Portfolio Rebalancing Opportunities on the Horizon

The securities markets experienced some volatility in the first quarter of this year, but that’s not always a bad thing. The objective of investing is to buy low and sell high, so if prices continued climbing without a pullback, there would be no ideal time to jump into the market with new money.

Fortunately, one of the benefits of diversification is that the various asset classes do not always move in tandem. When one asset class underperforms, there are others that might be outperforming — if your portfolio is diversified in non-correlated asset classes, this might enable your portfolio to pick up the slack. With that said, the widening of spreads in the credit market in early 2016 appeared to us to be more of a natural transition than a stress factor. We believe that risk assets simply experienced a higher degree of volatility, as they are prone to do from time to time.

However, in our opinion, there have been plenty of indicators of a stronger growing economy and that the securities markets will adapt and benefit. For example, in January the Michigan Consumer Sentiment Index and the Conference Board Consumer Confidence Index reported high measures of consumer spending and optimism. Moreover, there continues to be slow but steady growth in wage growth and the job market.1


Over the past year, there has been tremendous focus on low gas prices. Prices remained so low in 2015 that Americans saved an average of $700 per household, according to the Energy Information Administration. As of January 2016, the price of oil was at a 12-year low.2

So where are those extra savings going? Fortunately, when confidence is up, people often start spending and investing money rather than hoarding it. We believe one factor that has helped shield U.S. growth from the type of woes experienced abroad is that our economy is driven more by consumer and domestic-oriented industries, such as services, rather than manufacturing. In fact, two-thirds of U.S. household budgets are now spent on services rather than goods, which is also the sector in which we’ve experienced the highest job growth.3

In 2015, the sectors that produced the highest corporate profits were technology, health care, consumer staples and consumer discretionary. To date, all signs indicate that these sectors will continue their high levels of performance throughout 2016. This may keep our overall economic growth moving forward nicely, even if other sectors falter.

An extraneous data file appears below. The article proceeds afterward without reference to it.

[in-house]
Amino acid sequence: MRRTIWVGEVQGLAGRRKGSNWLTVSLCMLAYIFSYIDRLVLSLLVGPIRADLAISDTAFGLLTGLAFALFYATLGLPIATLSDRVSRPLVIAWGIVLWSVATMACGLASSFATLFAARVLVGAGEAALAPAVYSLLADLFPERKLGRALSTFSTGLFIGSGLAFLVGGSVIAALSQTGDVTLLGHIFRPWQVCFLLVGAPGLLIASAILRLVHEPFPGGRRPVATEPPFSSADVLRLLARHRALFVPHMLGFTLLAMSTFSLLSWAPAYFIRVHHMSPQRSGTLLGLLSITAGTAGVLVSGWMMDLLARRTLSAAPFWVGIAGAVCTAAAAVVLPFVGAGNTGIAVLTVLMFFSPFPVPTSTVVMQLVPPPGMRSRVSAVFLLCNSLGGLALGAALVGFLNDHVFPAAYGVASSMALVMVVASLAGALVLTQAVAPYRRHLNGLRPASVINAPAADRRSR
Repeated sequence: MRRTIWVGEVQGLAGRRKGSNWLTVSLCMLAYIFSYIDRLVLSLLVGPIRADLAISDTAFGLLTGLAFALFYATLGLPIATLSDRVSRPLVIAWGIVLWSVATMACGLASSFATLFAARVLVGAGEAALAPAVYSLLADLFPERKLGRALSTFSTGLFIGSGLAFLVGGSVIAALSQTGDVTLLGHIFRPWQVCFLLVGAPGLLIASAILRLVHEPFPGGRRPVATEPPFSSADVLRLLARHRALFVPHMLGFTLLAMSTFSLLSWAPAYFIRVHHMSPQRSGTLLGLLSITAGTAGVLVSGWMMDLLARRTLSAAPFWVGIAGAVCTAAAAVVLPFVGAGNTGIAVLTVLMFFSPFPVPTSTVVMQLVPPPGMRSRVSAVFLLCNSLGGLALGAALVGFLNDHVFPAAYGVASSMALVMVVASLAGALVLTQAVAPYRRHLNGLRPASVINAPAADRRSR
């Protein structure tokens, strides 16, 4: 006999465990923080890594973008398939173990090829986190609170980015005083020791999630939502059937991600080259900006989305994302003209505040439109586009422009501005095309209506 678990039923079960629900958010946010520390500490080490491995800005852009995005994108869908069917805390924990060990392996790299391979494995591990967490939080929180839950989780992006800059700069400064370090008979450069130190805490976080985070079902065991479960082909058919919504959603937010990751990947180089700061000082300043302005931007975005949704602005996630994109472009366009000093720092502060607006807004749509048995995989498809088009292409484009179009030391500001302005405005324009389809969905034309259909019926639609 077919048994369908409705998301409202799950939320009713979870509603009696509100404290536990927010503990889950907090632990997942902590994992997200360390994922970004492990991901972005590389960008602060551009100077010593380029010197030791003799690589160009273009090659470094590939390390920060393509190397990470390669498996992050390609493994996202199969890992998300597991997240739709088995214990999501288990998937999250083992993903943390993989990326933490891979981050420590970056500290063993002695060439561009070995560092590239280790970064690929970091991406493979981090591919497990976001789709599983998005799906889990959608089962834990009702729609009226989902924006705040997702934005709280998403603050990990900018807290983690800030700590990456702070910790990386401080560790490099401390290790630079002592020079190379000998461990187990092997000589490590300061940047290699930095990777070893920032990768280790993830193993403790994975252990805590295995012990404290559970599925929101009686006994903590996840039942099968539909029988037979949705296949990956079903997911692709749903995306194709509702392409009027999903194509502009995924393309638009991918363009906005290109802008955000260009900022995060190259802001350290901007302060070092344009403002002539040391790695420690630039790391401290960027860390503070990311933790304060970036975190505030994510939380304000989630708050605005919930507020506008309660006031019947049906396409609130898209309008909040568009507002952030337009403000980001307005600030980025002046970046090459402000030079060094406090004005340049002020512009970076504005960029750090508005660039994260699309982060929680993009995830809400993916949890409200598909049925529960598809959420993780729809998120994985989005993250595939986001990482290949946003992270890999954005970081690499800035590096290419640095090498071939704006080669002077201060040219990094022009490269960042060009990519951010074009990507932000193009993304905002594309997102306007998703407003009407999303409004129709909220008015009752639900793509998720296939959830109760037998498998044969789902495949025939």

Perks of Volatility

The current economic expansion reached six and a half years in January. The last period of growth that lasted this long was in the 1990s, and that one lasted 10 years. It’s worth noting that during that last economic boon, the equity markets also underwent several periods of volatility, including dips that could be considered a bear market, but the expansion continued unfettered.

Since 1928, the S&P 500 has experienced an average of three corrections per year measuring 5 percent or more and averaged only one pullback of 10 percent or more a year. Better yet, after each 10 percent correction, the S&P 500 recovered within three months and boasted average returns of around 14 percent.4 One interesting thing to note is that although today’s markets seem to be more volatile than in the past, those episodes appear to be both sharper and shorter than they used to be.

Temporary corrections possibly offer an investor the opportunity to rebalance his portfolio and possibly reinvest any gains that may be achieved at better valuations. As we progress through 2016, watch for following indicators that the markets are stabilizing and consult your financial advisor about whether you should consider repositioning assets for potentially increased performance.

  • U.S. corporate earnings become more resilient and demonstrate consistent quarter-over-quarter growth
  • Volatility subsides
  • Earnings grow steadily, driven by the consumer sector
  • Oil prices begin to stabilize, probably mid-year, as the result of cutbacks in major capital spending that will impact supply
  • Market valuations become more attractive
  • Long-term investors start allocating risk capital back into equity markets
  • Investors grow more confident that we will avoid another market setback

Back to Articles

1 Merrill Lynch Wealth Management. Jan 19, 2016. “A Market Under Stress — We Believe This, Too, Shall Pass.” Accessed Feb 3, 2016.
2Merrill Lynch Wealth Managemen. Jan 21, 2016. “A Repricing of Risk Now, A Repricing of Fundamentals Later." Accessed Feb 3, 2016.
3 Merrill Lynch Wealth Management. Jan 19, 2016. “A Market Under Stress — We Believe This, Too, Shall Pass.” Accessed Feb 3, 2016.
4Merrill Lynch Wealth Managemen. Jan 21, 2016. “A Repricing of Risk Now, A Repricing of Fundamentals Later." Accessed Feb 3, 2016.

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